Red Diamonds – The most rare of all
Red diamonds are the most rare of all colours, and as such sit at the very top of the value scale. They represent one of the most sought after hues in any fancy colour diamond collection, mainly because they are so rarely available.
Prices for red diamonds start at seven figures per carat. The prices of red diamonds are hard to compare since there are dramatic differences between them – even with the same certificate, two purplish red diamonds can be in completely different price levels – based on how red the diamond is, how bright or dark the tone, and the amount of any secondary colours present. Red diamonds with no secondary hue are so rare, that GIA records show that over a 30 year period from 1957 to 1987 there was no mention of a GIA lab report issued for a diamond with ‘red’ as the only descriptive term. In addition, there have been less than 400 diamonds that have been graded by GIA weighing more than half a carat.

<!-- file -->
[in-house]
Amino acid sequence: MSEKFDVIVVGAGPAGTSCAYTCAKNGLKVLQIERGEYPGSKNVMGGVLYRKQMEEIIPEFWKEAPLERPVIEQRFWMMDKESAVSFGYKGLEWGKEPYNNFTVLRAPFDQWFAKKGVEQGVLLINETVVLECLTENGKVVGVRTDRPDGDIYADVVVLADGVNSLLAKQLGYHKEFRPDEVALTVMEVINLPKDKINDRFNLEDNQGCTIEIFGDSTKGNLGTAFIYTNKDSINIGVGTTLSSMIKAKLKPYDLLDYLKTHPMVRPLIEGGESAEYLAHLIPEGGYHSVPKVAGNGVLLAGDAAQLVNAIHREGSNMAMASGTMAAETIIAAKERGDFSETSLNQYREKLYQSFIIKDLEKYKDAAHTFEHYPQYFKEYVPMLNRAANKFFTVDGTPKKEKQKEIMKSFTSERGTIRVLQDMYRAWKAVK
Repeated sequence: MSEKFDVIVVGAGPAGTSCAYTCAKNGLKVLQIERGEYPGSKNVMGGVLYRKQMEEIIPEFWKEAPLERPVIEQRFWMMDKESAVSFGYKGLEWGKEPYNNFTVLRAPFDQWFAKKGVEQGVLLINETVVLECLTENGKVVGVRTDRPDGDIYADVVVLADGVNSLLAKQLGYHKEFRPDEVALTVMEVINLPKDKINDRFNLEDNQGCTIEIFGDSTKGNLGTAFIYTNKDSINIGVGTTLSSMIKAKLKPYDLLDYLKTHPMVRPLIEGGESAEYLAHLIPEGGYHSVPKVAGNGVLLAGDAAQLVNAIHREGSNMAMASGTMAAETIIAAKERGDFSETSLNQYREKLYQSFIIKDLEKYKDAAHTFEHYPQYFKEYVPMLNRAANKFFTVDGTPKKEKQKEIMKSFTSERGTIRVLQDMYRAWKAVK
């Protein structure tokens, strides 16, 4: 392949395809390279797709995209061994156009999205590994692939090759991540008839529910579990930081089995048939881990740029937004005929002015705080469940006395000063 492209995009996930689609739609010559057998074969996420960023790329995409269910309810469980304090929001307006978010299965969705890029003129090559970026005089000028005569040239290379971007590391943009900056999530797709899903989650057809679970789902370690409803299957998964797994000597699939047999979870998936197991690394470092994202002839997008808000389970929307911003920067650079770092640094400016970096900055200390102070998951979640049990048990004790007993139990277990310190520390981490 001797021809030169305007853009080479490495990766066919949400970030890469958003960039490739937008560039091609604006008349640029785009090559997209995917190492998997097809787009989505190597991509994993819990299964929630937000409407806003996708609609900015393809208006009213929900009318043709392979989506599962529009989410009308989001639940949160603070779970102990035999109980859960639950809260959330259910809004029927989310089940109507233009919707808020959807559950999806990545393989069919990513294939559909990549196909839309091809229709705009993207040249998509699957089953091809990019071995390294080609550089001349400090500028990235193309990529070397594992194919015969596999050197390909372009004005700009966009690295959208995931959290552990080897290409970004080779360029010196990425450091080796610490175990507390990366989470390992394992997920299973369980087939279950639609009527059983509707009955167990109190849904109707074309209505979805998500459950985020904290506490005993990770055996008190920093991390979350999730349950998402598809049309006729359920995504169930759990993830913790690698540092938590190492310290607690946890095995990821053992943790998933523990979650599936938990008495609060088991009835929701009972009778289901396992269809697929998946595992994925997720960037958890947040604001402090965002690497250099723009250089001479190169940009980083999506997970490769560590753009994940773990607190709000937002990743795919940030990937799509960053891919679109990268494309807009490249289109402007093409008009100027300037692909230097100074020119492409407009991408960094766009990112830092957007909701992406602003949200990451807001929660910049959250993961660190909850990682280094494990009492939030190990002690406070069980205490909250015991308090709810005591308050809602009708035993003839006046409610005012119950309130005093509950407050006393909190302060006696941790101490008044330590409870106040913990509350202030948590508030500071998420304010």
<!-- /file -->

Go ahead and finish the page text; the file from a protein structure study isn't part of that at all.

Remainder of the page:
There is only one factor to understanding the colour of red diamonds: Hue.
Hue is the dominant colour of the diamond; saturation is the strength of hue; tone is the amount of light or darkness in the diamond.
The more intense the colour, the rarer and more valuable the diamond.
The Hancock Red is one of the most famous red diamonds. At the time of its sale in 1987 it was the most expensive per-carat gemstone ever sold at auction. The hammer came down at $880,000—a remarkable $926,315 per carat, eight times its pre-sale estimate. The publicity generated by the selling price of the Hancock Red and other significant fancy colored diamonds at auction spurred interest in these rare stones around the world at the time.
It Is important to note that fancy reds do not have a saturation level (for example ‘intense’ or ‘vivid’), as they represent the greatest level of colour in the pink diamond family – there is no greater saturation possible. In addition, they do not get very large in size, with the 5.11 carat Moussiaf Red shield being the largest known red diamond in history.